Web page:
EDU Financing Change Repealed Three Years Later

SNOW HILL – County officials have repealed a resolution that allowed for the financing of certain water and sewer charges.

The Worcester County Commissioners voted to repeal a 2014 resolution that allowed property owners to finance EDU (Equivalent Dwelling Unit) charges for up to 15 years. Though intended to encourage homeowners to connect to public water and sewer, the policy was primarily used by commercial developers.

“It was decided this did not meet the intent of the original resolution,” said Harold Higgins, the county’s chief administrative officer.

Higgins told the commissioners that as staff had started the annual budget process, they realized the policy would have a negative impact on the county’s ability to pay for recent capital improvements, as that depended on the sale of EDUs. According to Higgins, paying for the $12.8 million upgrade and expansion of the Mystic Harbour Wastewater Treatment Plant and the $600,000 expansion in Ocean Pines to serve the Pines Plaza Shopping Center both relied on the sale of EDUs.

“Financing of any EDUs sold in those service areas further exacerbates the repayment plan,” Higgins wrote in a report to the commissioners.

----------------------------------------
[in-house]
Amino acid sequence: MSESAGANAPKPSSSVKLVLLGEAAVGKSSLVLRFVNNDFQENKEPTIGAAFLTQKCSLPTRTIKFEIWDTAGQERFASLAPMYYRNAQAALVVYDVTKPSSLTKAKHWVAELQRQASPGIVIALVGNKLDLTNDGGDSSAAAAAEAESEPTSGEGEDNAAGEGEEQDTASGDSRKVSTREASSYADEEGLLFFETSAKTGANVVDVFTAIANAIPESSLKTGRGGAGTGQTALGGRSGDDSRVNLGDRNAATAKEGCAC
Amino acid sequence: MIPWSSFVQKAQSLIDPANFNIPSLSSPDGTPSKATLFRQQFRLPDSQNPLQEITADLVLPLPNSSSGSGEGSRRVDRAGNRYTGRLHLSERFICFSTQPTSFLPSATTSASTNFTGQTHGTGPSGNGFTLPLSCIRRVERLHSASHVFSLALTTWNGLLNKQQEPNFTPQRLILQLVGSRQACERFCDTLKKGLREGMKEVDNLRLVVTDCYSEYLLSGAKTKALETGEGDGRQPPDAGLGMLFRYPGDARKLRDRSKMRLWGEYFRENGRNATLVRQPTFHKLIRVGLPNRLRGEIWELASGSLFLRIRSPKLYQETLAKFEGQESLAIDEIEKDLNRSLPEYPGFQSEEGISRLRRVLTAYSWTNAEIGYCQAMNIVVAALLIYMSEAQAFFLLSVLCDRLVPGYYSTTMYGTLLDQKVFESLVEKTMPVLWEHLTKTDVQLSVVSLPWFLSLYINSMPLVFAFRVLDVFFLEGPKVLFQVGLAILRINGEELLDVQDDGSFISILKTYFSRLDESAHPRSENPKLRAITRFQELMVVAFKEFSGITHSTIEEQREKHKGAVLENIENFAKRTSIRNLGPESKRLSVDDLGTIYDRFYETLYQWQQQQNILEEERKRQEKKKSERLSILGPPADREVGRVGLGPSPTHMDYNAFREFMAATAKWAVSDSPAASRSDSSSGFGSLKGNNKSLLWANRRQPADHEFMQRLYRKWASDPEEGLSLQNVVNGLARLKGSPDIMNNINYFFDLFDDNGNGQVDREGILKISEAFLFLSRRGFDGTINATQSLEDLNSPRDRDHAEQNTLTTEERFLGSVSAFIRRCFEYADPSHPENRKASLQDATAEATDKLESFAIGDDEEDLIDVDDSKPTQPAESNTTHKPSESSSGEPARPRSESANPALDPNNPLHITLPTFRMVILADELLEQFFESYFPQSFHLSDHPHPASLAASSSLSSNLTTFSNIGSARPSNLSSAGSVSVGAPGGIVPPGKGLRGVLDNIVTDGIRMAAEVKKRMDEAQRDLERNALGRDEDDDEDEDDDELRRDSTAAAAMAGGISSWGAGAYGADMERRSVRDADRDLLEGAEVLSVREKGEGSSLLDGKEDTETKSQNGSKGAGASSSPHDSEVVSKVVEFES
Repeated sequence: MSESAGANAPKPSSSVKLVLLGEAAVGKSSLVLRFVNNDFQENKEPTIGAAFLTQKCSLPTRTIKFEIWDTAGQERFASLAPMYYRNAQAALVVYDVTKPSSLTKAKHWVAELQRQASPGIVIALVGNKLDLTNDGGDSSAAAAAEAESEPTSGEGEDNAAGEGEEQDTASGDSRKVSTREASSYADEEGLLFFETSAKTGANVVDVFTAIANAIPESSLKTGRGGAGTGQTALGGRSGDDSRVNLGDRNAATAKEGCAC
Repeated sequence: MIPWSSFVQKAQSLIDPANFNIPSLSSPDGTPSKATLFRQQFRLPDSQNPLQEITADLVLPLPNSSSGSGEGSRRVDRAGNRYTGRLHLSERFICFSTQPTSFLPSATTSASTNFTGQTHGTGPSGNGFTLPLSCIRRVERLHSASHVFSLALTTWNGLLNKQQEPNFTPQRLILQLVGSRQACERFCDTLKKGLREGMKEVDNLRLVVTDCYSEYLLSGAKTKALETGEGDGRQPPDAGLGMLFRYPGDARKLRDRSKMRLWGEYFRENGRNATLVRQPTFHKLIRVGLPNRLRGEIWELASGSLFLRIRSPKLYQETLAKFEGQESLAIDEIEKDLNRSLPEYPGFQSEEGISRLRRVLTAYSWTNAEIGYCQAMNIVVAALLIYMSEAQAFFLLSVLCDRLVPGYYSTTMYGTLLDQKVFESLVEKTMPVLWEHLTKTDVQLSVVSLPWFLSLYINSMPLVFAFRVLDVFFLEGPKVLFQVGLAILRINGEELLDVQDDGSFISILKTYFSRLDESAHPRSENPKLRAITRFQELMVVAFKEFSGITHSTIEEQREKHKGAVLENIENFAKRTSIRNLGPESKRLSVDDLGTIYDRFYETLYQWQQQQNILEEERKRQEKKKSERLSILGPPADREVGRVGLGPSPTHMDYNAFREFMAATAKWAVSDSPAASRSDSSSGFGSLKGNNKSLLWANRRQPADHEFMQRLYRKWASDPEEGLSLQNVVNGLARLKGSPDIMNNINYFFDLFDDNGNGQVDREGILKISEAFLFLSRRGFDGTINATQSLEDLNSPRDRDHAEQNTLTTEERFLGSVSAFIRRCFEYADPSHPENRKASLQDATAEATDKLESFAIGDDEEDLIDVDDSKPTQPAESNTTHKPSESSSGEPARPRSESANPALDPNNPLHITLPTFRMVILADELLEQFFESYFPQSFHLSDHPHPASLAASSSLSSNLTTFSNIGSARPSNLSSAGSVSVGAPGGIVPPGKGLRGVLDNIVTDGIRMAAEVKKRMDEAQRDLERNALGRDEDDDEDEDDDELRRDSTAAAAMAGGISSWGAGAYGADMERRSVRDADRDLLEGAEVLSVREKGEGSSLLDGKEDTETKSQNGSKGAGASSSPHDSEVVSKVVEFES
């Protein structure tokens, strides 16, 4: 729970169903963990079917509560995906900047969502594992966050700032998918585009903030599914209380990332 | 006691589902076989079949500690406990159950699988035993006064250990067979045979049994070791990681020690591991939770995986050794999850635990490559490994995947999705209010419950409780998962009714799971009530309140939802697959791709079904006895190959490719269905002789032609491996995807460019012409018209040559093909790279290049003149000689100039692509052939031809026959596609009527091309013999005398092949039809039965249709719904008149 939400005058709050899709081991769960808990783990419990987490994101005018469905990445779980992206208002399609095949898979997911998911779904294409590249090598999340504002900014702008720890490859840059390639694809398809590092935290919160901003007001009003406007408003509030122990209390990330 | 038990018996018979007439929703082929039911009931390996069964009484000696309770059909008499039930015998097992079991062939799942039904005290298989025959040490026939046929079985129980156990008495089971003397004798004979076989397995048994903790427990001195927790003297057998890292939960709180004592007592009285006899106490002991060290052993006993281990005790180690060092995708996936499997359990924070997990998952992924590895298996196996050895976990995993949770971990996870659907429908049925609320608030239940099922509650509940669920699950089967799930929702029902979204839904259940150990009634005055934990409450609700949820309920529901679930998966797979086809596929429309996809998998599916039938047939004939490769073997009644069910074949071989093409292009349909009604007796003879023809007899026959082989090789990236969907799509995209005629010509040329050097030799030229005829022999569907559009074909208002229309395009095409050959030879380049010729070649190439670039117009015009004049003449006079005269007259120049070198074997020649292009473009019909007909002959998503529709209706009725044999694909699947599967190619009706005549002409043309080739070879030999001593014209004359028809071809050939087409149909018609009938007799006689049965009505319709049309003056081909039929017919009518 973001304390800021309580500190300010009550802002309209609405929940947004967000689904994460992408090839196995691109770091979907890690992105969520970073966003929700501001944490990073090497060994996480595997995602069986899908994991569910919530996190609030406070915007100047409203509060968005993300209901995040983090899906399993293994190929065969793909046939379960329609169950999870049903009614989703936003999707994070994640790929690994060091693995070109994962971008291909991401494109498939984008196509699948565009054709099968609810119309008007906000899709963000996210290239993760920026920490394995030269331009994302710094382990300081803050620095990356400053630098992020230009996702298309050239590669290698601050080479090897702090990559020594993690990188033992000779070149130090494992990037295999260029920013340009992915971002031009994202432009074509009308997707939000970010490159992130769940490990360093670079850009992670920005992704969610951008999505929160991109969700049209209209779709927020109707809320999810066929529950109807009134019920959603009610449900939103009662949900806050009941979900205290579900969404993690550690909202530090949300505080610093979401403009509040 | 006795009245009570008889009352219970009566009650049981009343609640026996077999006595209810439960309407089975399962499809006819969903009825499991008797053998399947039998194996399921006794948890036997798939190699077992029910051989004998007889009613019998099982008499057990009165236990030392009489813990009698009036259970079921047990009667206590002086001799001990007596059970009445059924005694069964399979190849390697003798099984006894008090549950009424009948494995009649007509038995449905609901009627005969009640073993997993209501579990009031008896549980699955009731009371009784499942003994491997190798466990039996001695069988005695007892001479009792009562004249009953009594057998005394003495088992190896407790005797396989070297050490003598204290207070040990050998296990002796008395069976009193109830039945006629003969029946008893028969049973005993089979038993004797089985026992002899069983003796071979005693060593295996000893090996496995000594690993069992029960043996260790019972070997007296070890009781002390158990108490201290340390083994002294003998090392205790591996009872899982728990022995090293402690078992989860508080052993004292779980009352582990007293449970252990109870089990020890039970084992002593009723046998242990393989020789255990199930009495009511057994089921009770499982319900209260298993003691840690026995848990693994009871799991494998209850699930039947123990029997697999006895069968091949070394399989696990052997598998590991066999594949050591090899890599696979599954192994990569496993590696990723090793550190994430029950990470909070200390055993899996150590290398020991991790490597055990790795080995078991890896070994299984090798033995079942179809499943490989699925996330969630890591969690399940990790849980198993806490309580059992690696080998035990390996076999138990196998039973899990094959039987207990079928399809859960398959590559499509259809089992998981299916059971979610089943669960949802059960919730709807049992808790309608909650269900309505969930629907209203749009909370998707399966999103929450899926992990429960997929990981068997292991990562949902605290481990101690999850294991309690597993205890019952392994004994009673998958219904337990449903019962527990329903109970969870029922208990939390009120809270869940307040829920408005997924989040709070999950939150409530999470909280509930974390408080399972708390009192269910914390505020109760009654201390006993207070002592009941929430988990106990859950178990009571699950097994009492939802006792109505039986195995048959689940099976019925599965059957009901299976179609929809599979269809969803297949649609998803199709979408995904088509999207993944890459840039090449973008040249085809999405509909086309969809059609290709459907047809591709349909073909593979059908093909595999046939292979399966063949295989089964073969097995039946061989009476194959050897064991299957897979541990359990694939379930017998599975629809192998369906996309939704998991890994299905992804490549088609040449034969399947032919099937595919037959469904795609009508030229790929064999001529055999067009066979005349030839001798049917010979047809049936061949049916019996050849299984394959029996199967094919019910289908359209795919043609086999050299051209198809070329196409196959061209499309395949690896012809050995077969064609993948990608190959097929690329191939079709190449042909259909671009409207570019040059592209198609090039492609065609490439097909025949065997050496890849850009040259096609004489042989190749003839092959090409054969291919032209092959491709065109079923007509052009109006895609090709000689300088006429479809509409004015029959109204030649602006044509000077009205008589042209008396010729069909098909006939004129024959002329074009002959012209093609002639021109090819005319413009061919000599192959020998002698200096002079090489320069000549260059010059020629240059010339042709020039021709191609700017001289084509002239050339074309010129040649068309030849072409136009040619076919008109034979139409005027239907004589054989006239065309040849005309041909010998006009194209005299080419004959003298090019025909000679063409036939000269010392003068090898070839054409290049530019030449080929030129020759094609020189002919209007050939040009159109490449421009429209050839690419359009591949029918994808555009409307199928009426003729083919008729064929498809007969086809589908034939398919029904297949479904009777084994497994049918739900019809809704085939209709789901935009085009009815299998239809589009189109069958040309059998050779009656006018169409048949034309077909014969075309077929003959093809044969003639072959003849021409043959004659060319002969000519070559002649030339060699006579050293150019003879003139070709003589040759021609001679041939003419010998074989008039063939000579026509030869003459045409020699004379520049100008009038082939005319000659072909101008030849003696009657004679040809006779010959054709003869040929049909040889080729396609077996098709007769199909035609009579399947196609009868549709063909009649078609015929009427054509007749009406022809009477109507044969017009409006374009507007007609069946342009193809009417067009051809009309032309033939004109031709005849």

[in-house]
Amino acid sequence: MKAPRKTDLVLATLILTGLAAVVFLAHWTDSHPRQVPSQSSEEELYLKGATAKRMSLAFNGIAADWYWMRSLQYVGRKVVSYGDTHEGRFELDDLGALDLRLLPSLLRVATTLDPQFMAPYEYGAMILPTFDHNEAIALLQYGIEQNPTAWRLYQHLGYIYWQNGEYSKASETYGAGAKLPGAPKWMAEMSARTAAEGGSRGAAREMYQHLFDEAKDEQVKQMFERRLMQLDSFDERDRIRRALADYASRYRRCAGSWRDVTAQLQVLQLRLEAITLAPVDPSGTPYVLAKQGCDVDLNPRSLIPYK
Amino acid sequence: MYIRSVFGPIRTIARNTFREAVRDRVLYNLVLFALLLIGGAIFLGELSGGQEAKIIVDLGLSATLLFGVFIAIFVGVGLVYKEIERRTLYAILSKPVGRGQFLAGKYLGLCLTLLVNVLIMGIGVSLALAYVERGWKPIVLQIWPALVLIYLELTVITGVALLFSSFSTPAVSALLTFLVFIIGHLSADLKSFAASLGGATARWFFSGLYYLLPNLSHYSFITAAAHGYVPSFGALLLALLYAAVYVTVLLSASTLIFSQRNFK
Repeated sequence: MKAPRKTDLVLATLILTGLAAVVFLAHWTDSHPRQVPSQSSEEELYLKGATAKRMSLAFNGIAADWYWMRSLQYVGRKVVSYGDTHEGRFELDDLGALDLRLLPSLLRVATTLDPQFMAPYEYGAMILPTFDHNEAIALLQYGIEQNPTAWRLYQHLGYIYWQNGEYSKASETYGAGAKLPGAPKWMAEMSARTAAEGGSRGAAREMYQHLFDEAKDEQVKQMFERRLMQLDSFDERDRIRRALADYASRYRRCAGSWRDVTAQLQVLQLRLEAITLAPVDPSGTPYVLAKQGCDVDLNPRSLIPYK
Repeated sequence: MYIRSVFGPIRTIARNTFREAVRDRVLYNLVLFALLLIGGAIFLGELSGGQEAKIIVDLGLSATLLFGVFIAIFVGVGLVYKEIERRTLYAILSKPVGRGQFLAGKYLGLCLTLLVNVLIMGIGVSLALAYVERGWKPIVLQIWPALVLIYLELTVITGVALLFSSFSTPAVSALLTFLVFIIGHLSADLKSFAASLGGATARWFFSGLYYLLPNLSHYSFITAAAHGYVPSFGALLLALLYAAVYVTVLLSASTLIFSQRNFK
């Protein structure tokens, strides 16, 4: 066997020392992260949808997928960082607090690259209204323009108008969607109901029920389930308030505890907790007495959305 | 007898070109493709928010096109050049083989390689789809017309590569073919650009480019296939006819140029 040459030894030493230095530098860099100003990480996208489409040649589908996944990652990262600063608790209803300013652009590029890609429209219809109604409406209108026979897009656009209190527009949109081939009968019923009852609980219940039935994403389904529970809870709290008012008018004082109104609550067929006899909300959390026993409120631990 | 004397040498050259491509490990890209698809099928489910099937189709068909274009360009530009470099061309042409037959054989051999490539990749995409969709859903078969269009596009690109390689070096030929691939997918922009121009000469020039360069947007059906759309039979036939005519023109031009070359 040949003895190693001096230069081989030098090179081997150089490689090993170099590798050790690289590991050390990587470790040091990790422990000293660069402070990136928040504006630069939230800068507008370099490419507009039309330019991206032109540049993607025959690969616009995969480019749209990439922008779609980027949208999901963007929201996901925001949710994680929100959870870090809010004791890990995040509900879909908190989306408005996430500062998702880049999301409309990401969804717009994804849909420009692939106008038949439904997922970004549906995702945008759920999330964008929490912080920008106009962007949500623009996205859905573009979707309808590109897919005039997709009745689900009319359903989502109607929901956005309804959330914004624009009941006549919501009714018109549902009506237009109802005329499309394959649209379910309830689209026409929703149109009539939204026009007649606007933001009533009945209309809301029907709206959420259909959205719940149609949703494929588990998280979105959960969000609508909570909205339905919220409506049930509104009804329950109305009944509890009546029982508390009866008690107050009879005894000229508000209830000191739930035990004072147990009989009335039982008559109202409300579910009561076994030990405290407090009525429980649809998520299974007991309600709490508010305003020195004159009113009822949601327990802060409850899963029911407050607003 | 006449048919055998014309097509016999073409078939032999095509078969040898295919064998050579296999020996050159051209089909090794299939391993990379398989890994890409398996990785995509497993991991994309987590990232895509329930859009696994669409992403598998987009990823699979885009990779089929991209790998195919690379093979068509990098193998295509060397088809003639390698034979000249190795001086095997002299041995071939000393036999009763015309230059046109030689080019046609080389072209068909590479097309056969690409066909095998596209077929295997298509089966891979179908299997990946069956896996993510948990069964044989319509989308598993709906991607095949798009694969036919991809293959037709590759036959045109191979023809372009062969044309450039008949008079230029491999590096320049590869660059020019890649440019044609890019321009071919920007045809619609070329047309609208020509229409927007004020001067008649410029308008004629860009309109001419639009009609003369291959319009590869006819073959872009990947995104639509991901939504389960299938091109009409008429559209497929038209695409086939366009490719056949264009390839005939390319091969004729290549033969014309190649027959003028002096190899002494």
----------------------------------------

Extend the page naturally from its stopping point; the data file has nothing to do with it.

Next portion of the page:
Commissioner Jim Bunting said the county’s sewer committee had looked at the issue and also recommended that the policy be repealed.

“Almost every sewer district is looking at an increase (in rates),” he said, “some caused by this ability to finance.”

Higgins said the policy had been created in an effort to encourage property owners to abandon septic systems in favor of using public water and sewer.

“We found few homeowners took advantage,” Higgins said. “It was more commercial.”

Commissioner Ted Elder asked whether a compromise, such as reducing the length of the financing period, was possible.

“I hate to throw the baby out with the bathwater,” he said.

Commissioner Chip Bertino said the resolution was negatively impacting residents in Ocean Pines.

“It’s become very clear this benefits the commercial district but it’s on the backs of our ratepayers in Ocean Pines,” he said. “If the intent was to hold harmless the residential ratepayers that hasn’t come to fruition.”

Commissioner Bud Church pointed out that the exact financial impact of the resolution wasn’t clear.  Bunting, however, said that information would be explained as the county’s budget review began.

“We’re looking at a bad situation particularly in Mystic Harbour,” he said.

The commissioners voted 6-0 to repeal the resolution. Church abstained.

About The Author: Charlene Sharpe

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Charlene Sharpe has been with The Dispatch since 2014. A graduate of Stephen Decatur High School and the University of Richmond, she spent seven years with the Delmarva Media Group before joining the team at The Dispatch.